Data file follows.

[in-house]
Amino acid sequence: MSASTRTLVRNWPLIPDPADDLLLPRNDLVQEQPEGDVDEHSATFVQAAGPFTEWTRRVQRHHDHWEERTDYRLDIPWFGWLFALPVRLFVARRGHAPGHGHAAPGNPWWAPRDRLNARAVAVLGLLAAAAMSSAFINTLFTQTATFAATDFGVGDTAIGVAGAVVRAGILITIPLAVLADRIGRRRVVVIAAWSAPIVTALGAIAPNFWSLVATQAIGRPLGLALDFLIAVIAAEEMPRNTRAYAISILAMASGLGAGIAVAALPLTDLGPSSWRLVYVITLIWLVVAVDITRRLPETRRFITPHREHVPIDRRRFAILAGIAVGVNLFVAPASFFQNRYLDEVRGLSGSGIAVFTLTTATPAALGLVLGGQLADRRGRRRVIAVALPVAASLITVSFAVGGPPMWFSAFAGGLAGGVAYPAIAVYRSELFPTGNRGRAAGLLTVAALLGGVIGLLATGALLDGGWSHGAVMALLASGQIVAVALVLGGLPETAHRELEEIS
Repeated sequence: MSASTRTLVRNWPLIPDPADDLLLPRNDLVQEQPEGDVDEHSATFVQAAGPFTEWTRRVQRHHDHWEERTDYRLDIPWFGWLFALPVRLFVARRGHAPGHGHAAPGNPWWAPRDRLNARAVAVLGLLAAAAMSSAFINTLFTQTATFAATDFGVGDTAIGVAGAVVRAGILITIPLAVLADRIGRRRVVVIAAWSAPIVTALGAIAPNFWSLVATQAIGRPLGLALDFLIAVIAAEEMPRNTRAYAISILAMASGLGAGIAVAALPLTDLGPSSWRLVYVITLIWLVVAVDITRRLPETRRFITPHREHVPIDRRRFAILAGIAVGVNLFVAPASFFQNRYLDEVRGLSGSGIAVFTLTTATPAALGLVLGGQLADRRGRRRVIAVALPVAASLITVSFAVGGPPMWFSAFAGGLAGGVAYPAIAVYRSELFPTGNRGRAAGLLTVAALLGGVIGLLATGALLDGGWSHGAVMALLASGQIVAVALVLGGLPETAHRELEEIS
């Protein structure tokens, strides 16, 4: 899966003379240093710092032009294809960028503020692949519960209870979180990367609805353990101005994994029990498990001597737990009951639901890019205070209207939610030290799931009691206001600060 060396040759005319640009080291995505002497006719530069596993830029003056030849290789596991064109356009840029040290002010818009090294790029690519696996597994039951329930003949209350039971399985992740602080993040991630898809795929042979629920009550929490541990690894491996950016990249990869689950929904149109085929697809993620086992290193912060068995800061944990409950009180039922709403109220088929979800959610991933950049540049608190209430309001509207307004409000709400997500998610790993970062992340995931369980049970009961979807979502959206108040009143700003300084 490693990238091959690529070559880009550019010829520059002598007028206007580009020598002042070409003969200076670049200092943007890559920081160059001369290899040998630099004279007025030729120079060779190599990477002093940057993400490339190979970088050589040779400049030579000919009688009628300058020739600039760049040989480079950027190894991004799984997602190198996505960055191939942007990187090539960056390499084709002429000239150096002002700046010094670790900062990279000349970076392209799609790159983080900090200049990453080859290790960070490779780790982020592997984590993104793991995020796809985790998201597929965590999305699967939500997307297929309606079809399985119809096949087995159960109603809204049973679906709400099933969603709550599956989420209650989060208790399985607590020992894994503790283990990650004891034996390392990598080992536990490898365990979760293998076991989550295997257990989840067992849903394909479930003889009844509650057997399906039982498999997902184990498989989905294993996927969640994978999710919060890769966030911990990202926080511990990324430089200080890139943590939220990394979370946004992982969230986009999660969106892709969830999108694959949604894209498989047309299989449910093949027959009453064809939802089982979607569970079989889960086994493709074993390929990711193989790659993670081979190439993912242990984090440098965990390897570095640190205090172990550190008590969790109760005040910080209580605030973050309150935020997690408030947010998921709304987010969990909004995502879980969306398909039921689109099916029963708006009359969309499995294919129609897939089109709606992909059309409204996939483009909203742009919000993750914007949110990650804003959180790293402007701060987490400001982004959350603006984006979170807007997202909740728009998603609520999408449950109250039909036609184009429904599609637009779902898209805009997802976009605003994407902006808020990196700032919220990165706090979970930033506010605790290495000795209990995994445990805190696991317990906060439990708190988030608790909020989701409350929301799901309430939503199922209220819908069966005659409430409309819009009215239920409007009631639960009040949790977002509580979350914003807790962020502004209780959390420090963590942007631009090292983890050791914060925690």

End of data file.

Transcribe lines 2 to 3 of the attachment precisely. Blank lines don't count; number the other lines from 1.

Amino acid sequence: MSASTRTLVRNWPLIPDPADDLLLPRNDLVQEQPEGDVDEHSATFVQAAGPFTEWTRRVQRHHDHWEERTDYRLDIPWFGWLFALPVRLFVARRGHAPGHGHAAPGNPWWAPRDRLNARAVAVLGLLAAAAMSSAFINTLFTQTATFAATDFGVGDTAIGVAGAVVRAGILITIPLAVLADRIGRRRVVVIAAWSAPIVTALGAIAPNFWSLVATQAIGRPLGLALDFLIAVIAAEEMPRNTRAYAISILAMASGLGAGIAVAALPLTDLGPSSWRLVYVITLIWLVVAVDITRRLPETRRFITPHREHVPIDRRRFAILAGIAVGVNLFVAPASFFQNRYLDEVRGLSGSGIAVFTLTTATPAALGLVLGGQLADRRGRRRVIAVALPVAASLITVSFAVGGPPMWFSAFAGGLAGGVAYPAIAVYRSELFPTGNRGRAAGLLTVAALLGGVIGLLATGALLDGGWSHGAVMALLASGQIVAVALVLGGLPETAHRELEEIS
Repeated sequence: MSASTRTLVRNWPLIPDPADDLLLPRNDLVQEQPEGDVDEHSATFVQAAGPFTEWTRRVQRHHDHWEERTDYRLDIPWFGWLFALPVRLFVARRGHAPGHGHAAPGNPWWAPRDRLNARAVAVLGLLAAAAMSSAFINTLFTQTATFAATDFGVGDTAIGVAGAVVRAGILITIPLAVLADRIGRRRVVVIAAWSAPIVTALGAIAPNFWSLVATQAIGRPLGLALDFLIAVIAAEEMPRNTRAYAISILAMASGLGAGIAVAALPLTDLGPSSWRLVYVITLIWLVVAVDITRRLPETRRFITPHREHVPIDRRRFAILAGIAVGVNLFVAPASFFQNRYLDEVRGLSGSGIAVFTLTTATPAALGLVLGGQLADRRGRRRVIAVALPVAASLITVSFAVGGPPMWFSAFAGGLAGGVAYPAIAVYRSELFPTGNRGRAAGLLTVAALLGGVIGLLATGALLDGGWSHGAVMALLASGQIVAVALVLGGLPETAHRELEEIS